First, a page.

Nguyễn Thị Hoàng Yến, deputy director of the Department of Co-operatives and Rural Development under the Ministry of Agriculture and Rural Development, speaks to the newspaper Nông thôn Ngày nay (Countryside Today) about the work of training professional farmers in Việt Nam.
What has the Government aimed to do for rural workers in the last six years?
In the period from 2011-2017, some 1.6 million rural workers benefited from the Government’s project to support farmers to attend primary agriculture farming courses. More than 80 percent of the trainees were able to find jobs or establish new co-operatives or enterprises.
In the year 2009, just about 28 percent of farmers received technical training. By 2016, the percentage of farmers attending technical training courses increased to 53 percent.
However, from 2009 to 2015, the number of people who work in farming dropped to 44 percent from 51.5 percent.
By attending those training courses, the farmers learned technical skills to improve their farming productivity and to ensure social security. As a result the percentage of poor farming households dropped considerably while the percent of rich farming households had been increased.
What were the challenges in organising such courses for the farmers?
I’m sorry to say that the project has failed to achieve its target for giving occupational training to farmers in the six years from 2011-2017. We only achieved 91.5 percent of the target in occupational training for the farmers; and 82 percent of the target in the training of agricultural occupations.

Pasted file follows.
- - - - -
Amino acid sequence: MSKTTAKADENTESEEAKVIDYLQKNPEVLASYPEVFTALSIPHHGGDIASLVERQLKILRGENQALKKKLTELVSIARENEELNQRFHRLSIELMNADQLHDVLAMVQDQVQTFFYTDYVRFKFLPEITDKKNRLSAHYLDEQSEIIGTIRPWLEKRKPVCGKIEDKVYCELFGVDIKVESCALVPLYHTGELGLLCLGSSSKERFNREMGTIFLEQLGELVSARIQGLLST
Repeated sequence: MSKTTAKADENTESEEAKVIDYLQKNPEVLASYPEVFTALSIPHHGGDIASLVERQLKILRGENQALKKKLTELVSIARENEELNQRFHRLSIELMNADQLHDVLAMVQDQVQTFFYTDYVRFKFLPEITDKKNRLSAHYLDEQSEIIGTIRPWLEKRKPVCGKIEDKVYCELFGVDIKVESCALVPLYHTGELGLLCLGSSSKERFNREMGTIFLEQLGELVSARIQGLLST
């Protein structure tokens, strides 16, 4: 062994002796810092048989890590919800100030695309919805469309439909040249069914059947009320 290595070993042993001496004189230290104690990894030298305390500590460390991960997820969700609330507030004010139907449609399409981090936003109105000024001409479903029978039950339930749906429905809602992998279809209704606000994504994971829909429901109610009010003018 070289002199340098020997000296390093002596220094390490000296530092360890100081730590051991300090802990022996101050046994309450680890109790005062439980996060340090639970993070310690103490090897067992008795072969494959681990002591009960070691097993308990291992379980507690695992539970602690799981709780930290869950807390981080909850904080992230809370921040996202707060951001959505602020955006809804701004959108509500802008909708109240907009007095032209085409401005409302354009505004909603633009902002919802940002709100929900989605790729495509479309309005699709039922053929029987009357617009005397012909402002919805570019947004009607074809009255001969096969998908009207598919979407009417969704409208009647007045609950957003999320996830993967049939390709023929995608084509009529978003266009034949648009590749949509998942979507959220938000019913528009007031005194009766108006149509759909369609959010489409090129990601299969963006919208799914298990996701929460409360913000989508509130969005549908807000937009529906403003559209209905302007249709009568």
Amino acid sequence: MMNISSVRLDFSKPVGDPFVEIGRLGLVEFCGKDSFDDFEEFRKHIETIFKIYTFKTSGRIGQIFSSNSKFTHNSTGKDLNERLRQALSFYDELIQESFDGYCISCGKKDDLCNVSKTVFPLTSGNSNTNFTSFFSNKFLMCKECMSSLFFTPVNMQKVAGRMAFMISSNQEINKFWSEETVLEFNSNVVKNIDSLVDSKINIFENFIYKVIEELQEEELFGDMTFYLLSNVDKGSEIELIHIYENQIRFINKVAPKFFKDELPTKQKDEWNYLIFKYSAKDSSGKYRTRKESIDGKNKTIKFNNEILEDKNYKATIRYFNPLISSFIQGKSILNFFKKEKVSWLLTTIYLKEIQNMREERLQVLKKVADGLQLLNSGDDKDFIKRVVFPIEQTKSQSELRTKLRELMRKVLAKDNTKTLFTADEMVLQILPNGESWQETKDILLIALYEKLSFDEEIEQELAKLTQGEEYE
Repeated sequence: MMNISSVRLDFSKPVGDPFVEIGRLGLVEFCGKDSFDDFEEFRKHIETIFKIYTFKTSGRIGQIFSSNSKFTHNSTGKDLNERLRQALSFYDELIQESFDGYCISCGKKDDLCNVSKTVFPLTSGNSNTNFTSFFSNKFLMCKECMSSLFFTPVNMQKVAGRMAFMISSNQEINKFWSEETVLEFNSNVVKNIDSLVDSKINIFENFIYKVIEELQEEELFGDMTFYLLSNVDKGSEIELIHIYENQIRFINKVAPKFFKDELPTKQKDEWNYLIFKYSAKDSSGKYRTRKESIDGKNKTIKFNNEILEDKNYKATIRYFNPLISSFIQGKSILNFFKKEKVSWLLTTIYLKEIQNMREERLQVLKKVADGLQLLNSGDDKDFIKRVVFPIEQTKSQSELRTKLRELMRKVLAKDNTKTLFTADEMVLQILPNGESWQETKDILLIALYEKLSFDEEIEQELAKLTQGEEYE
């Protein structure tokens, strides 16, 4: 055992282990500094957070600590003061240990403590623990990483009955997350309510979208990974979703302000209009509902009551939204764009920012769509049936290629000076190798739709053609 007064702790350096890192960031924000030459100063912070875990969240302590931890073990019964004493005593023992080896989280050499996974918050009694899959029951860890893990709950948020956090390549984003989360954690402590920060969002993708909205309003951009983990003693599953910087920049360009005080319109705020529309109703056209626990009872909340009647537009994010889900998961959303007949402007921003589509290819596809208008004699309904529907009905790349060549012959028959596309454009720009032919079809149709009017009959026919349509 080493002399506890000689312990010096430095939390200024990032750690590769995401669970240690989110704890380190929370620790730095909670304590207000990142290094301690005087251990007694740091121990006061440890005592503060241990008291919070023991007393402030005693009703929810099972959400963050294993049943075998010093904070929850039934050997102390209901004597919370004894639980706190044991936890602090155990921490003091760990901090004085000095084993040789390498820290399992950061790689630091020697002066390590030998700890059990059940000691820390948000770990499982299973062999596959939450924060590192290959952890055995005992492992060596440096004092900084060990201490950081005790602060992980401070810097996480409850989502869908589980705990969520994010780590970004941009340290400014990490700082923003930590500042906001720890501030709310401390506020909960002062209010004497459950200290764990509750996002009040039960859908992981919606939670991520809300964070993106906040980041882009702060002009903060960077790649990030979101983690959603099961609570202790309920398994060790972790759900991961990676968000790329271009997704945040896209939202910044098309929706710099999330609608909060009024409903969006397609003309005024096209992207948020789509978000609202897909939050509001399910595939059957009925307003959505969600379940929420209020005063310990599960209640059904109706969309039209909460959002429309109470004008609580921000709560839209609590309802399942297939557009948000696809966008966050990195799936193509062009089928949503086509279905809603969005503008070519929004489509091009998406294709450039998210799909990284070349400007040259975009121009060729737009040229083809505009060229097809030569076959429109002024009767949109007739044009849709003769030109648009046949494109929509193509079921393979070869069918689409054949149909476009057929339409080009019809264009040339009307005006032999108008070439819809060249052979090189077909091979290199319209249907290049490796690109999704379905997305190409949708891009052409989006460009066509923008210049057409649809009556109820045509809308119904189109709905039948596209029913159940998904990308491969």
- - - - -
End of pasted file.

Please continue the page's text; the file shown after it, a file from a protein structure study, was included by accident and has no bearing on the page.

The percentage of rural farmers attending the training courses was not evenly distributed nation-wide. In the midland, the northern mountainous provinces or the Central highlands, farmers attended the training courses at much lower rates than those in the delta.
In my opinion, some of the content contained in the training courses were not relevant to the actual farming practice in their real life. Particularly the topics of high-tech agricultural production in the context of climate change
Last but not least, the lack of funds to invest in the expansion of their production has become a main hurdle for many farmers after attending such courses.
Does your department have any plans for future training workshops?
The process of economic transition in our country is taking place rapidly and it has strong impacts on the structure of our labour force. As a result, whether we want it or not, we have to restructure our labour force with the goal of ensuring people can access high quality jobs.
Of course, we need sufficient funds for organising training workshops for farmers, particularly in disadvantaged areas. Of course, the training workshops will be arranged and organised at the grassroots level, based on the demand of each locality or region.
The MARD considers the work of technical training for farmers to be of great importance as it is a driving force in the course of restructuring the agriculture sector and the national program of building new rural areas.
Regarding the budget for the training, we’ll use the State budget and financial resources mobilised from different economic sectors, including non-governmental organisations, business enterprises and others._VNS